Author: Kevin Zheng. Medical Student, University of Auckland. Chief Editor: Hon A/Prof Amanda Oakley, Dermatologist, Hamilton, New Zealand, October 2015.
Papular purpuric gloves and socks syndrome is a distinctive viral rash characterised by painful redness and swelling of the feet and hands. It is sometimes abbreviated PPGSS.
Papular purpuric gloves and socks syndrome is usually caused by an erythrovirus, EVB19 or Parvovirus B19. This is a single-stranded DNA virus that targets red cells in the bone marrow. It spreads via respiratory droplets, and has an incubation period of 7–10 days.
The syndrome has also been noted to have seasonal variation, often occurring during spring and summer. Papular purpuric gloves and socks syndrome has also been associated with:
Papular purpuric gloves and socks syndrome typically occurs in young adults. It also sometimes affects older adults and children.
The prodromal phase of parvovirus B19 infection causes nonspecific viral symptoms such as mild fever, headache and arthralgia.
Papular purpuric gloves and socks syndrome is rapidly progressive, presenting as symmetrical, painful erythema and oedema of the feet and hands.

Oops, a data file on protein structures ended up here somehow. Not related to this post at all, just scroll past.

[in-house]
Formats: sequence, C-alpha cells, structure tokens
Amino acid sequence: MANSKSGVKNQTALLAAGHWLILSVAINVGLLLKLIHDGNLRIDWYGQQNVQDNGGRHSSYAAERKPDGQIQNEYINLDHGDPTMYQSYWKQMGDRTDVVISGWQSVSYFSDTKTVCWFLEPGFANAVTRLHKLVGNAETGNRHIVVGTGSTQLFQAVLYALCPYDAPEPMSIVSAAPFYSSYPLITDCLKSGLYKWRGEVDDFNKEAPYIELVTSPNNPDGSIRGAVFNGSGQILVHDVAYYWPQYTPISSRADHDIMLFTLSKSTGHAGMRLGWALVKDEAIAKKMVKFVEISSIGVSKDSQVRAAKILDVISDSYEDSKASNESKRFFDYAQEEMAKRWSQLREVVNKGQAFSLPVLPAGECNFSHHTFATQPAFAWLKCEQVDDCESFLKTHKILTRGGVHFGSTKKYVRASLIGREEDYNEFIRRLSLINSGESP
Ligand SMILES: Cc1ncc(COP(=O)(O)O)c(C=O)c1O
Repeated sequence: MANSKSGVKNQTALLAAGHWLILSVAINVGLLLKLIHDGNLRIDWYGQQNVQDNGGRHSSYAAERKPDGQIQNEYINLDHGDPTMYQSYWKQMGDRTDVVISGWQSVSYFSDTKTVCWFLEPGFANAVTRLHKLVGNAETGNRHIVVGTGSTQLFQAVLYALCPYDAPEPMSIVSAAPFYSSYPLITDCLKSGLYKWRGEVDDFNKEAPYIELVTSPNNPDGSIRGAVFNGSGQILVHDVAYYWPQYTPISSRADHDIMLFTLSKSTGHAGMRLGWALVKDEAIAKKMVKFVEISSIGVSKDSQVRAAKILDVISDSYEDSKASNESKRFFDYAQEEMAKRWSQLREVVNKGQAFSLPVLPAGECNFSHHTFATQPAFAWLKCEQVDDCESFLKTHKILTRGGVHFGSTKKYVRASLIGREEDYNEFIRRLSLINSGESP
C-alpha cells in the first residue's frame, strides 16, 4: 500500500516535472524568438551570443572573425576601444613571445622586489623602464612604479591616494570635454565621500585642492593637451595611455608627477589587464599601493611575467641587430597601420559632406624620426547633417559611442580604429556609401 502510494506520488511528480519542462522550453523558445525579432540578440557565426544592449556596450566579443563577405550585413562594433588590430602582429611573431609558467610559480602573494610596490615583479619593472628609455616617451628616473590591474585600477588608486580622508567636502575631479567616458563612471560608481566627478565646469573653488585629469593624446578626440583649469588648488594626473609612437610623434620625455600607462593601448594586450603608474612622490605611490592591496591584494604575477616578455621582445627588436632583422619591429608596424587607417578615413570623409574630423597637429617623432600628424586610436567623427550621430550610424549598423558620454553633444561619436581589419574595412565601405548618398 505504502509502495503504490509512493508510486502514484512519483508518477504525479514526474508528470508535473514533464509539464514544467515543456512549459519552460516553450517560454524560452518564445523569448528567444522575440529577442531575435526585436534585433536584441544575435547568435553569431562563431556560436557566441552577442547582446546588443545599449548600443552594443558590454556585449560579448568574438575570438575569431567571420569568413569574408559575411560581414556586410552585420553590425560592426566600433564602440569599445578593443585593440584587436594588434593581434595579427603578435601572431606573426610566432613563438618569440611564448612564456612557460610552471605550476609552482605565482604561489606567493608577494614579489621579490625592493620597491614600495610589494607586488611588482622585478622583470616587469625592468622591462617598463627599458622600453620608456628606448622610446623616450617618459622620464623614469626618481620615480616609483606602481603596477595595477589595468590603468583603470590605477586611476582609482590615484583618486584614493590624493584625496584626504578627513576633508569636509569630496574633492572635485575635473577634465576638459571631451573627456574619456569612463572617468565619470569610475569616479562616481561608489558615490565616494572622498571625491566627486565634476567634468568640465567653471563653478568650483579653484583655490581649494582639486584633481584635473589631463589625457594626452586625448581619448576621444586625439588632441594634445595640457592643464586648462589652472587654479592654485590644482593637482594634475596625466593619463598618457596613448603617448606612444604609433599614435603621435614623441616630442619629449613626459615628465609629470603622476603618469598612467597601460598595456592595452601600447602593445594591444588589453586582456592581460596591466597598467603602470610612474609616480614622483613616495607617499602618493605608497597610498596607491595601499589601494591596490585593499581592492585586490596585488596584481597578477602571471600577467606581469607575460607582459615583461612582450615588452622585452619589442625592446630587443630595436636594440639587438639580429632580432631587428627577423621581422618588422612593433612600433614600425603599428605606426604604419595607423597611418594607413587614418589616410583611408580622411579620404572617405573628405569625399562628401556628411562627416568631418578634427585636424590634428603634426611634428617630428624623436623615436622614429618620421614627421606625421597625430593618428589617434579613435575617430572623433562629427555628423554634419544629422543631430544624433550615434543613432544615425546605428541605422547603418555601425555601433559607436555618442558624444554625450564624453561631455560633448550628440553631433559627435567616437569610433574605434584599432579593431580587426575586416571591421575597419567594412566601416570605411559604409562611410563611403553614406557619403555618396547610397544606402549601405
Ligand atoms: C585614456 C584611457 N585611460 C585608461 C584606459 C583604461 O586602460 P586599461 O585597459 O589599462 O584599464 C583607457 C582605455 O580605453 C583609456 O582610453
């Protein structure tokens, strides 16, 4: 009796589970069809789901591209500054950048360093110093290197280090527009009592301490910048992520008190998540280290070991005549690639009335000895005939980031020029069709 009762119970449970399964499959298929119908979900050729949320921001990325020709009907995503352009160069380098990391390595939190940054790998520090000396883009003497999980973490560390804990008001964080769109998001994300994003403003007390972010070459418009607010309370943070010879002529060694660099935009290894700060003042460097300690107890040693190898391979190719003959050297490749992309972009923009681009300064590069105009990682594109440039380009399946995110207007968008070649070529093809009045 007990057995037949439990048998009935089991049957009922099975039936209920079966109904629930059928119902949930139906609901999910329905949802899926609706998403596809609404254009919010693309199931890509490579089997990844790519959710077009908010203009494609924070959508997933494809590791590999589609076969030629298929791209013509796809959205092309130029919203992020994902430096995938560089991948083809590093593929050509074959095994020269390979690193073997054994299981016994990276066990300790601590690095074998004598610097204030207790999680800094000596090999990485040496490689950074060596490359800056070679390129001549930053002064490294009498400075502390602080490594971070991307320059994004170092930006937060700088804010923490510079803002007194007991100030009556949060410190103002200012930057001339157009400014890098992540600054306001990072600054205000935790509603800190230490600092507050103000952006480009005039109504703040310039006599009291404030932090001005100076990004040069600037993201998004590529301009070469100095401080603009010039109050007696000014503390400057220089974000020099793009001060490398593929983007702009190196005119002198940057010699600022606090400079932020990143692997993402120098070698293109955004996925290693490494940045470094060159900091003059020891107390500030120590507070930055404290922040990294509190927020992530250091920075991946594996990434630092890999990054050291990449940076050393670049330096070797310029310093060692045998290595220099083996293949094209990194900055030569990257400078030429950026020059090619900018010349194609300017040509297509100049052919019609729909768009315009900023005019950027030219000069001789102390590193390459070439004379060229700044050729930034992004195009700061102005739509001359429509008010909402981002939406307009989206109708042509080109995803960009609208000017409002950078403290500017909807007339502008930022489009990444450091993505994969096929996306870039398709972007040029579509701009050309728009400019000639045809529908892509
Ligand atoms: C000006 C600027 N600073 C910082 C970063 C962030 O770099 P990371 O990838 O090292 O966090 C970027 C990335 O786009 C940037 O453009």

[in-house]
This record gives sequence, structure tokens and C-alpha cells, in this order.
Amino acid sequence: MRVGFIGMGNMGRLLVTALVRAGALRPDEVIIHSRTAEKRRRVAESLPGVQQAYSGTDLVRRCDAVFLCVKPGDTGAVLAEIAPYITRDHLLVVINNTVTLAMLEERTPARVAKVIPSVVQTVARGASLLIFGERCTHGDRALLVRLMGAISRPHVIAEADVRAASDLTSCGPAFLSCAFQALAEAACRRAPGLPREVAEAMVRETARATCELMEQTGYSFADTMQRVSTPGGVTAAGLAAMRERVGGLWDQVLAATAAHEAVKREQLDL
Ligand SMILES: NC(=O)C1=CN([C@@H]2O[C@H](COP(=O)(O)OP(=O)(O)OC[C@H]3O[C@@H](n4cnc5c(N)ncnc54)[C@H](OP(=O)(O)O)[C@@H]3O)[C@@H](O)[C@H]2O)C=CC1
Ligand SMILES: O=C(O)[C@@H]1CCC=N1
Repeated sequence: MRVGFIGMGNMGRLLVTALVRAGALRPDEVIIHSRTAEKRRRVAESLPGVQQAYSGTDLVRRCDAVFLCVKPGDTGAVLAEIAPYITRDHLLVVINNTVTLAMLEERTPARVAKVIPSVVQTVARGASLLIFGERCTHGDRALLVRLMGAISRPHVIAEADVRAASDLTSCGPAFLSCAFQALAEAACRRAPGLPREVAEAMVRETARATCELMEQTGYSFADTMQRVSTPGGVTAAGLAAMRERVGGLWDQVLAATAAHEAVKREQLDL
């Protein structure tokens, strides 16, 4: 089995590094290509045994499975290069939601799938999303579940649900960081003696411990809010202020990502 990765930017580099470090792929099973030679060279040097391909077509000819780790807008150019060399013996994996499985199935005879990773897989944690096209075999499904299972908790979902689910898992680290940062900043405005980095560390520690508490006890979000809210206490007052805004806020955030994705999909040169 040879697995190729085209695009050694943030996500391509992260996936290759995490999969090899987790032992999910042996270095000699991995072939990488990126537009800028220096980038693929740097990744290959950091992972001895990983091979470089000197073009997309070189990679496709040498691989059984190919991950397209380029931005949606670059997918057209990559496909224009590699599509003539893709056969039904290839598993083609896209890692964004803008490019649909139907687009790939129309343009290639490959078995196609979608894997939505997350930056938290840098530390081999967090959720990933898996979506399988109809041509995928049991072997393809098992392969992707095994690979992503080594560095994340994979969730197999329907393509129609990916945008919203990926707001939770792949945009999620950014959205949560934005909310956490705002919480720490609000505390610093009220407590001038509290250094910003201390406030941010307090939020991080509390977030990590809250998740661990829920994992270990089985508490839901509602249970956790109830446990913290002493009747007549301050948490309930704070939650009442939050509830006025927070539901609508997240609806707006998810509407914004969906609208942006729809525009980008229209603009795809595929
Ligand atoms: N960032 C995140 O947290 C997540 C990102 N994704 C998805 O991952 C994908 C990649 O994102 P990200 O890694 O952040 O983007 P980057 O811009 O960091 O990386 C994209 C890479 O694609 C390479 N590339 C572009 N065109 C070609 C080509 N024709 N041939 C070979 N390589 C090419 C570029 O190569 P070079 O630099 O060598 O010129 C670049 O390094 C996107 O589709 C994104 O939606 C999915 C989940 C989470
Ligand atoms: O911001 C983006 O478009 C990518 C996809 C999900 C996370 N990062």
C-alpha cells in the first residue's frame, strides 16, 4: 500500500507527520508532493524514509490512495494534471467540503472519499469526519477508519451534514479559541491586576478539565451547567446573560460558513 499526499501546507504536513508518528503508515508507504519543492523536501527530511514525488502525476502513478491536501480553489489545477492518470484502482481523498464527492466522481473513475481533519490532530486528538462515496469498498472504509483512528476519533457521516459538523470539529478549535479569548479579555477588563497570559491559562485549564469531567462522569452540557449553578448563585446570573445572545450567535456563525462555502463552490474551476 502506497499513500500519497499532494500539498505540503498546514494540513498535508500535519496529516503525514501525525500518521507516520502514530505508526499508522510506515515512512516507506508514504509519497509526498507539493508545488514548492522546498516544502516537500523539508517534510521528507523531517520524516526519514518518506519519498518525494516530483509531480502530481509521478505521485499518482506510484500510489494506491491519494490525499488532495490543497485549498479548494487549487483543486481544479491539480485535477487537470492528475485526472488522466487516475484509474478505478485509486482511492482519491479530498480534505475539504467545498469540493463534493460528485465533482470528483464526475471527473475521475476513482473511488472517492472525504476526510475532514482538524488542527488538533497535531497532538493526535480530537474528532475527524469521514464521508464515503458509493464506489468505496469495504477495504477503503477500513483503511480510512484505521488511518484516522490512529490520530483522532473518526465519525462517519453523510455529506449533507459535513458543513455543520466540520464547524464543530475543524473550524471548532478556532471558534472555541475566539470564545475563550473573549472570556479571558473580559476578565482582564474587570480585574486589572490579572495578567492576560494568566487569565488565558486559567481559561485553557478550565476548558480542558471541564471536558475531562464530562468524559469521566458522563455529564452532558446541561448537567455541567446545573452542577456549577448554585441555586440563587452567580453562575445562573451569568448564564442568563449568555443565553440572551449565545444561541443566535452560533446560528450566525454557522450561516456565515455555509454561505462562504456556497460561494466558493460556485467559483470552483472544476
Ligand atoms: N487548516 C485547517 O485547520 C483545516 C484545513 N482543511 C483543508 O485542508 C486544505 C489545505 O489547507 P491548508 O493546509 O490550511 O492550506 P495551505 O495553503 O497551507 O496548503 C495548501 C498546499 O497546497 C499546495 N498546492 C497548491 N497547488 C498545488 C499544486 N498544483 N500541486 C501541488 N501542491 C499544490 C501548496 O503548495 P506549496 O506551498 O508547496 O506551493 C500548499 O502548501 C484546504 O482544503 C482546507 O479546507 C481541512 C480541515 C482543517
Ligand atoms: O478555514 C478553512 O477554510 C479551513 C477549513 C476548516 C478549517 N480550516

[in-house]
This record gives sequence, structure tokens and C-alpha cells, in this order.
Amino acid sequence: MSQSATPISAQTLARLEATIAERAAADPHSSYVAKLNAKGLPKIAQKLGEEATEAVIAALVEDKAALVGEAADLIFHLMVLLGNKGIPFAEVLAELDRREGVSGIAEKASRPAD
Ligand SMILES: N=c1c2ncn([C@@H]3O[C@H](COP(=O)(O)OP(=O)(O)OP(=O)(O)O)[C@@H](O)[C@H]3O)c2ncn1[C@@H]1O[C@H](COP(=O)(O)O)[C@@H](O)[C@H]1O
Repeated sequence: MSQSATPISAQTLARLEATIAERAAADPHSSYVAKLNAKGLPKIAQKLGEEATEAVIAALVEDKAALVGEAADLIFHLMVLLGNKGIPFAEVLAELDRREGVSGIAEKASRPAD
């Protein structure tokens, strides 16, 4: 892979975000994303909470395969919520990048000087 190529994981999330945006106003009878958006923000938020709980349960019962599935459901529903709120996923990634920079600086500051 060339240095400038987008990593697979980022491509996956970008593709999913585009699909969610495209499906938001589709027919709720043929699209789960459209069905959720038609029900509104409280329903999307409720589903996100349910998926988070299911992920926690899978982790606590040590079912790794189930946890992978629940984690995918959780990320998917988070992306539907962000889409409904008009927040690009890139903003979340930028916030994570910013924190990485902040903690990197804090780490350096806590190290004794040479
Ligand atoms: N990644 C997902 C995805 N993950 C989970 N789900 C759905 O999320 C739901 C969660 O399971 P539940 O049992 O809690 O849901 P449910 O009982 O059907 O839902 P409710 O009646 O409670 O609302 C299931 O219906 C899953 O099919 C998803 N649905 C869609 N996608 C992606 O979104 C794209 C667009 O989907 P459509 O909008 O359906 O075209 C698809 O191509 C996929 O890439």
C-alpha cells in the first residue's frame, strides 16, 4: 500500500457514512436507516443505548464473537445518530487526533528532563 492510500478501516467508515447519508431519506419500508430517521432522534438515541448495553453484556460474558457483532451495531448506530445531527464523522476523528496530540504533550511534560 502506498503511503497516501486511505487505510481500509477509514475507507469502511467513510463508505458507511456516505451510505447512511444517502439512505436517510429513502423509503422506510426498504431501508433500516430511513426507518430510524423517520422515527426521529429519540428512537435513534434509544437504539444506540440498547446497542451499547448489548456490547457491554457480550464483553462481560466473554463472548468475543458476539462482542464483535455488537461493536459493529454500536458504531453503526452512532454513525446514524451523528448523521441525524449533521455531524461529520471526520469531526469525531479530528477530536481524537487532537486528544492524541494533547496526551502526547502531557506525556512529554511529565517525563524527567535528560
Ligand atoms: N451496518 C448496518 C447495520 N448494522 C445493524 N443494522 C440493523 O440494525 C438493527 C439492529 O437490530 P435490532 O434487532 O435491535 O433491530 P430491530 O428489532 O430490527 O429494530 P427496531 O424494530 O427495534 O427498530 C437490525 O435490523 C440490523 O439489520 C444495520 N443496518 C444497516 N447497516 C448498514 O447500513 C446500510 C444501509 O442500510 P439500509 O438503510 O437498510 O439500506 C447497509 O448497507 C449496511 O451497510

Enlarged lymph nodes are common. Neurological symptoms may also occur.
Although the rash itself does not have long-term sequelae, erythrovirus B19 infection can result in complications. These include:
In most cases, papular purpuric gloves and socks syndrome is a clinical diagnosis based on its characteristic features of a sharp cut-off at the wrists and ankles and rapidly progressing course. Parvovirus can cause other rashes such as erythema infectiosum. The diagnosis can be confirmed by blood tests.
If the patient is unwell, or has haemolytic anaemia, a full blood count should be performed. Ultrasound examination and Doppler examination of at-risk pregancies can detect hydrops fetalis.
Routine laboratory tests are usually normal. Some patients may have lymphopaenia, neutropaenia, or thrombocytopenia. A skin biopsy is not indicated for the diagnosis of papular purpuric gloves and socks syndrome, as histopathologic findings are nonspecific.
Treatment of papular purpuric gloves and socks syndrome is generally symptomatic. Affected children/adults may remain at school/work if they feel well enough, as the infectious stage of viraemia occurs before the rash is evident. Resolution of symptoms usually occurs within one to three weeks without scarring.
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